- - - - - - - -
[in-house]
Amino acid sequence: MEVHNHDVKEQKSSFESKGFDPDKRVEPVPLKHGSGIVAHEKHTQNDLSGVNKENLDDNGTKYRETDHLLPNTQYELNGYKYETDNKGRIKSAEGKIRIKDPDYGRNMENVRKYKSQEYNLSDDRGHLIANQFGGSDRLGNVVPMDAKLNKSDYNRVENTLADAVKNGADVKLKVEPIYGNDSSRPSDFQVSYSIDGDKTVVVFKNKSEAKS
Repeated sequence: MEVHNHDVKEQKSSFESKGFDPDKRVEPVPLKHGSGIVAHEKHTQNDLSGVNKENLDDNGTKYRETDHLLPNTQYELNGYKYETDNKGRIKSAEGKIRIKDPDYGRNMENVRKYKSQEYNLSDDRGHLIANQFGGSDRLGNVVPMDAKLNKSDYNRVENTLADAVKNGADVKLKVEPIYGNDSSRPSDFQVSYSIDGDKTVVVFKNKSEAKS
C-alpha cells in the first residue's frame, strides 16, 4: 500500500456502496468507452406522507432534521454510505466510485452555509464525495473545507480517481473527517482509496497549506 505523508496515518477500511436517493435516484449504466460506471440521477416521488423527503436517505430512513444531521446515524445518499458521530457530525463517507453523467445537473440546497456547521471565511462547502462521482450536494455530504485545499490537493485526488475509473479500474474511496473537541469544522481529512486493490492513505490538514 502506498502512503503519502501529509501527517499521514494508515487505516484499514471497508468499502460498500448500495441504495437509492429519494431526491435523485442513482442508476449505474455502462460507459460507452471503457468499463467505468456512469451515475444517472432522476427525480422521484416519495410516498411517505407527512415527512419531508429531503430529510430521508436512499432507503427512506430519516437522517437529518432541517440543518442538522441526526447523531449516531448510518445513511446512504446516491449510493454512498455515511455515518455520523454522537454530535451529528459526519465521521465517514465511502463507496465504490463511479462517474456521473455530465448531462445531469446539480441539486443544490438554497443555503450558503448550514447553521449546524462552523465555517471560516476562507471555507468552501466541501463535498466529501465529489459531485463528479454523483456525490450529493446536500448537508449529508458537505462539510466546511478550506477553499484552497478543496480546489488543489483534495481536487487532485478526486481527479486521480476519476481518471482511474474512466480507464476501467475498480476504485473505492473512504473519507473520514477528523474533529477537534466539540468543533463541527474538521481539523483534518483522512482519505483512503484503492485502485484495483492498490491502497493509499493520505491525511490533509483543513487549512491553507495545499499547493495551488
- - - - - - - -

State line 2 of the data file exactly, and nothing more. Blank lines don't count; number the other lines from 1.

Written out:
Amino acid sequence: MEVHNHDVKEQKSSFESKGFDPDKRVEPVPLKHGSGIVAHEKHTQNDLSGVNKENLDDNGTKYRETDHLLPNTQYELNGYKYETDNKGRIKSAEGKIRIKDPDYGRNMENVRKYKSQEYNLSDDRGHLIANQFGGSDRLGNVVPMDAKLNKSDYNRVENTLADAVKNGADVKLKVEPIYGNDSSRPSDFQVSYSIDGDKTVVVFKNKSEAKS